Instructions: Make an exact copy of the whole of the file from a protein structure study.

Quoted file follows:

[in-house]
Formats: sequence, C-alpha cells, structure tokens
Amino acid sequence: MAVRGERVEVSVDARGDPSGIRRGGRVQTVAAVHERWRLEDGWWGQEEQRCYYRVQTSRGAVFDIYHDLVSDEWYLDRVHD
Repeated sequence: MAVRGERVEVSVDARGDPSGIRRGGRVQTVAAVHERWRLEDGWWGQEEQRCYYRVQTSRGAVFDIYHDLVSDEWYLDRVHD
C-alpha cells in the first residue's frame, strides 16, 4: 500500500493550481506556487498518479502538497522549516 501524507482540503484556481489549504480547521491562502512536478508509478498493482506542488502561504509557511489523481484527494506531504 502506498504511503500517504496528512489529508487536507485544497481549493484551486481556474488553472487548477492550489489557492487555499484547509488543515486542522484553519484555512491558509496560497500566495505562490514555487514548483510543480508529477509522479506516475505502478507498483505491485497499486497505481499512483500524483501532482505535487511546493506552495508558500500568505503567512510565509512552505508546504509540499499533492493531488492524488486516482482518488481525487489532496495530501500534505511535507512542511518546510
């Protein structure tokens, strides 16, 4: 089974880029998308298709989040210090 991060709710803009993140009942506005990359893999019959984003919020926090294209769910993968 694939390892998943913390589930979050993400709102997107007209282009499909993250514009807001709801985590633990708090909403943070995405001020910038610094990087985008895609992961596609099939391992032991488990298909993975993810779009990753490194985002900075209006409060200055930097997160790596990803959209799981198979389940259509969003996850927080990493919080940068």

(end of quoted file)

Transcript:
[in-house]
Formats: sequence, C-alpha cells, structure tokens
Amino acid sequence: MAVRGERVEVSVDARGDPSGIRRGGRVQTVAAVHERWRLEDGWWGQEEQRCYYRVQTSRGAVFDIYHDLVSDEWYLDRVHD
Repeated sequence: MAVRGERVEVSVDARGDPSGIRRGGRVQTVAAVHERWRLEDGWWGQEEQRCYYRVQTSRGAVFDIYHDLVSDEWYLDRVHD
C-alpha cells in the first residue's frame, strides 16, 4: 500500500493550481506556487498518479502538497522549516 501524507482540503484556481489549504480547521491562502512536478508509478498493482506542488502561504509557511489523481484527494506531504 502506498504511503500517504496528512489529508487536507485544497481549493484551486481556474488553472487548477492550489489557492487555499484547509488543515486542522484553519484555512491558509496560497500566495505562490514555487514548483510543480508529477509522479506516475505502478507498483505491485497499486497505481499512483500524483501532482505535487511546493506552495508558500500568505503567512510565509512552505508546504509540499499533492493531488492524488486516482482518488481525487489532496495530501500534505511535507512542511518546510
């Protein structure tokens, strides 16, 4: 089974880029998308298709989040210090 991060709710803009993140009942506005990359893999019959984003919020926090294209769910993968 694939390892998943913390589930979050993400709102997107007209282009499909993250514009807001709801985590633990708090909403943070995405001020910038610094990087985008895609992961596609099939391992032991488990298909993975993810779009990753490194985002900075209006409060200055930097997160790596990803959209799981198979389940259509969003996850927080990493919080940068």